P. Jenniskens, NASA Ames Research Center, has pointed out that 2003 EH_1 (cf. MPEC 2003-E27) would seem to be a very strong candidate for the parent of the Quadrantid meteor stream. The later orbits, from arcs of up to 48 days (MPO 48330), indicate that frequent approaches within 0.2-0.3 AU of Jupiter occur, those during the past century or two evidently increasing q from just under 1 AU (with other orbital elements also very similar to those of the Quadrantids) to the present 1.19 AU. The current theoretical radiant for 2003 EH_1 (R.A. = 229.9 deg, Decl. = +49.6 deg; V_inf = 41.7 km/s at solar longitude 282.94 deg, equinox 2000.0) is at the center of the Quadrantid radiants measured by photographic means, the narrow dispersion implying a young (about 500 years) shower age. From that dispersion, Jenniskens et al. (1997, Astron. Astrophys. 327, 1242) suspected that the parent was still among the meteoroids, hiding as a minor planet. On computing a parabolic orbit for C/1490 Y1, Hasegawa (1979, Publ. Astron. Soc. Japan 31, 257) introduced that comet as the likely Quadrantid parent. In attempting to link the 2003 observations to those of 1490-1491, Jenniskens, and also B. G. Marsden (Center for Astrophysics), have found that most of the potential solutions with the required Jan. 1491 perihelion date yield 0.5 < q < 0.6 AU in 1491, and this is probably too small to fit the data used by Hasegawa. Values in the more acceptable range of 0.7 < q < 0.8 AU (and 0.80 > e > 0.75) certainly arise for 1488 < T < 1494, however, the desired date being clearly attainable with the help also of a close approach to the earth or -- more likely -- the presence of nongravitational forces. Further light could be shed on the problem by the recognition of precovery and/or recovery observations of 2003 EH_1, which is presumably a comet and that should in any case be considered a high-priority object for further study. [IAUC 8252, 2003 December 8]

    Additional observations of the object were made at the end of December 2003 and early January 2004 from ESO, La Silla and these, together with a revised orbit appeared on MPEC 2004-N22 [2004 July 5]. Brian Marsden notes

    This is the presumed parent of the Quadrantid meteors (cf. IAUC 8252). The recovery observations are still insufficient to shed much light on the suggested identity with comet C/1490 Y1.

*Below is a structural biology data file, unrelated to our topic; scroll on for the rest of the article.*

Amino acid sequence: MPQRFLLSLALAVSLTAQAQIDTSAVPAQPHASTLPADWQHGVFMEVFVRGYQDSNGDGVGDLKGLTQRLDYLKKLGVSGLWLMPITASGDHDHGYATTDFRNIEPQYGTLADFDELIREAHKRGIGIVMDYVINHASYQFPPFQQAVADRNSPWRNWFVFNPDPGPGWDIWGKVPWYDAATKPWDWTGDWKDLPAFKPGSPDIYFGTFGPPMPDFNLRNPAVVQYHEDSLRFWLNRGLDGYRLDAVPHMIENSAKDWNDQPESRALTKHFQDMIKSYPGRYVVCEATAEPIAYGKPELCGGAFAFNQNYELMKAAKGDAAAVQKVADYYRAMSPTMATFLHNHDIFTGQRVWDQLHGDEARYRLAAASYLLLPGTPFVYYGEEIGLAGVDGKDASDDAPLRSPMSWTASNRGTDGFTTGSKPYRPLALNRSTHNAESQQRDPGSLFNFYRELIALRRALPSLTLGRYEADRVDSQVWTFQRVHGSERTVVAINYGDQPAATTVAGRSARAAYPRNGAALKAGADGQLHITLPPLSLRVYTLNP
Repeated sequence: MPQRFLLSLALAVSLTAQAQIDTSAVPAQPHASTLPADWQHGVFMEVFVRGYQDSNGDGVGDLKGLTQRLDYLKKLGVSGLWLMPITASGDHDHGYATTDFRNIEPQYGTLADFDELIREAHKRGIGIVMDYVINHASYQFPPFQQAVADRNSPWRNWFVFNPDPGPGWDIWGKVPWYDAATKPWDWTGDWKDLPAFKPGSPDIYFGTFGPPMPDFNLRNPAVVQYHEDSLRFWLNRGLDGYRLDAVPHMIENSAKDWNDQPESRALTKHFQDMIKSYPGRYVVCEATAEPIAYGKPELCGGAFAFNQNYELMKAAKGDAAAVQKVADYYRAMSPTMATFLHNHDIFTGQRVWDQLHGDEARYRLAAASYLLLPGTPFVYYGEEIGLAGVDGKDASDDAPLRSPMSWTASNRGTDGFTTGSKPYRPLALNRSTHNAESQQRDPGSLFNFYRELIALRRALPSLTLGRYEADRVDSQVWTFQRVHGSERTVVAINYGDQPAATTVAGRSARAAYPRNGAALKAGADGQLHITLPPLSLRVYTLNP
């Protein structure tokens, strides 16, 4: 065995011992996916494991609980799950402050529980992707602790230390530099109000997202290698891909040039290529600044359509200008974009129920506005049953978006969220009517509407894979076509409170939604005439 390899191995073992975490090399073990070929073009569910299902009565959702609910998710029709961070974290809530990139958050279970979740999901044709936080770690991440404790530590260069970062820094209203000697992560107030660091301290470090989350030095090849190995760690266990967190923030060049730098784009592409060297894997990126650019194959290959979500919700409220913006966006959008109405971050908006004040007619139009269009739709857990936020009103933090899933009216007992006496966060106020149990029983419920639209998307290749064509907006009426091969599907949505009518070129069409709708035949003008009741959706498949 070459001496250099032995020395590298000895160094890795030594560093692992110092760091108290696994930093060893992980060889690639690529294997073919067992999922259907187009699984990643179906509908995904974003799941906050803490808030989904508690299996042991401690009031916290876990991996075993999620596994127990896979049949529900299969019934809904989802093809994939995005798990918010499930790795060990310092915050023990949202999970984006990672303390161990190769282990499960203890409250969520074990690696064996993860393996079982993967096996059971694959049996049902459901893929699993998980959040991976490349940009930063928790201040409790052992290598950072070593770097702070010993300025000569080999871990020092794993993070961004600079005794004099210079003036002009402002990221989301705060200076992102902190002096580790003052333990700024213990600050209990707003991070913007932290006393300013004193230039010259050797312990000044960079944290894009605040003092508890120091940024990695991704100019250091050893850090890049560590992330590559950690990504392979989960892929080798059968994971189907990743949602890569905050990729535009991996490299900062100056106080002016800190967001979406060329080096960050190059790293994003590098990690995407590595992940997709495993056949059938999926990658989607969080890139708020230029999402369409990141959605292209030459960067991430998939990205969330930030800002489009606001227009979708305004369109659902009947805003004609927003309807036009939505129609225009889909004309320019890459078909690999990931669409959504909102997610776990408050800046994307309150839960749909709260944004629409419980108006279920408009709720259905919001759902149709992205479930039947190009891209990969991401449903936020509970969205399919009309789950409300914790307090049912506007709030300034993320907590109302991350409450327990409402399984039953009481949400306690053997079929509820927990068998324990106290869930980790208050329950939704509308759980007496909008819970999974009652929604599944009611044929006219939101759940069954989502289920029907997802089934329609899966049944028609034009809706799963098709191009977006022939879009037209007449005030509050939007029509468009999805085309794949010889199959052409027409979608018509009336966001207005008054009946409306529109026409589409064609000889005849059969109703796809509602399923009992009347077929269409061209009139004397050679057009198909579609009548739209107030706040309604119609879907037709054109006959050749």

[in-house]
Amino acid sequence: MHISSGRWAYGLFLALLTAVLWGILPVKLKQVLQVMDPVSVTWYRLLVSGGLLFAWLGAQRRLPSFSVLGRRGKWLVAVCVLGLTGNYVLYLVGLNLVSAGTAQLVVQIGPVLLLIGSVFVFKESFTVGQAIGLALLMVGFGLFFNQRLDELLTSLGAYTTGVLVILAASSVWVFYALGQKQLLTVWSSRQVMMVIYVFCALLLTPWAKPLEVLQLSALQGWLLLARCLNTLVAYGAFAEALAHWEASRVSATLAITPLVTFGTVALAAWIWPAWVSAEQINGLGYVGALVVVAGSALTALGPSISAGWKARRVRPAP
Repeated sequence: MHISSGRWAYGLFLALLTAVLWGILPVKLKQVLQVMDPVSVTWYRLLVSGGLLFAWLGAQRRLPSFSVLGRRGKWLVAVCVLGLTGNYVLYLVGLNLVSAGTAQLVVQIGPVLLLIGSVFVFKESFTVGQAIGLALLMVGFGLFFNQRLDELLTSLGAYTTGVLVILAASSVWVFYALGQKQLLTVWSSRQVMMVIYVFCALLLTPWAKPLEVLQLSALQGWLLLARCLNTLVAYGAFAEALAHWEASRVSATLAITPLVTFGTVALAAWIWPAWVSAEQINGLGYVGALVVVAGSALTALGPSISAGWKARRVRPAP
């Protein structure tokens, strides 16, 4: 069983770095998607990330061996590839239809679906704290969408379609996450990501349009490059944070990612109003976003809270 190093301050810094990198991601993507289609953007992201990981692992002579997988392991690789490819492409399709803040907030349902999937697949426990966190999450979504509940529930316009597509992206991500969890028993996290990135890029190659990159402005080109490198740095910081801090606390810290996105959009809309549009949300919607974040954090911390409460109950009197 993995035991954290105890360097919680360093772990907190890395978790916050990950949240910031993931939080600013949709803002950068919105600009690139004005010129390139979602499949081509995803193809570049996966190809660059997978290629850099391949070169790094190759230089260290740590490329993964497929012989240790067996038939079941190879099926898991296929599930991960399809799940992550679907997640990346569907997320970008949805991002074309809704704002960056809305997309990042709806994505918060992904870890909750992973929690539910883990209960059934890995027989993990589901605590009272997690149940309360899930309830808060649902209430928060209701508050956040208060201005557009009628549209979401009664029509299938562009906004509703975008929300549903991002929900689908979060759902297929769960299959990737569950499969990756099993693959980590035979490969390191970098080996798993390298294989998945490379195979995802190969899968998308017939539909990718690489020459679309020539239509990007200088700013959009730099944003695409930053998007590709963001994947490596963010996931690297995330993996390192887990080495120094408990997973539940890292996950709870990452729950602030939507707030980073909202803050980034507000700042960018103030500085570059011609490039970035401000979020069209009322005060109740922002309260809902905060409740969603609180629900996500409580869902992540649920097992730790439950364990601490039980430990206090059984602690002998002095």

It is currently a southern hemisphere object and approaching aphelion, so a difficult object to observe at 24th magnitude.
    A/2003 EJ59 (LINEAR) is an asteroid, of 18th magnitude, discovered by LINEAR on 2003 March 12.24. It is in a 5.8 year orbit, with perihelion at 1.21 AU and an eccentricity of 0.62. It is at perihelion in mid March and will fade. [MPEC 2003-E55, 2003 March 14, 2-day orbit] The orbit is typical of a Jupiter family comet and it can approach within 0.2 AU of Jupiter and the Earth.
    2003 F1 (LINEAR) was discovered by LINEAR on March 23.43. It has a perihelion distance of 4 AU and a period of 94 years. It will not brighten significantly from its current 16th magnitude, reaching perihelion at the end of June.

    An apparently asteroidal object of 18th magnitude, discovered by the LINEAR project on March 23.43, and posted on the NEO Confirmation Page, has been found to have cometary appearance by numerous CCD observers on Mar. 24-25 (who have reported diffuseness, a coma diameter of up to 10", and a tail of length 7"-40" in p.a. 300-330 deg), including A. R. Apitzsch (Wildberg, Germany); S. Sanchez, R. Stoss, and J. Nomen (Mallorca, Spain); M. Froehlich (Essen, Germany); G. Hug (Eskridge, KS; m_1 = 16.7); J. E. Arlot (Observatoire de Haute Provence); H. Mikuz (Crni Vrh, Slovenia); and L. Buzzi (Varese, Italy; m_1 = 17.7). Available astrometry, very preliminary parabolic orbital elements (q = 3.9 AU, T = 2002 July 31), and an ephemeris appear on MPEC 2003-F35. [IAUC 8098, 2003 March 25]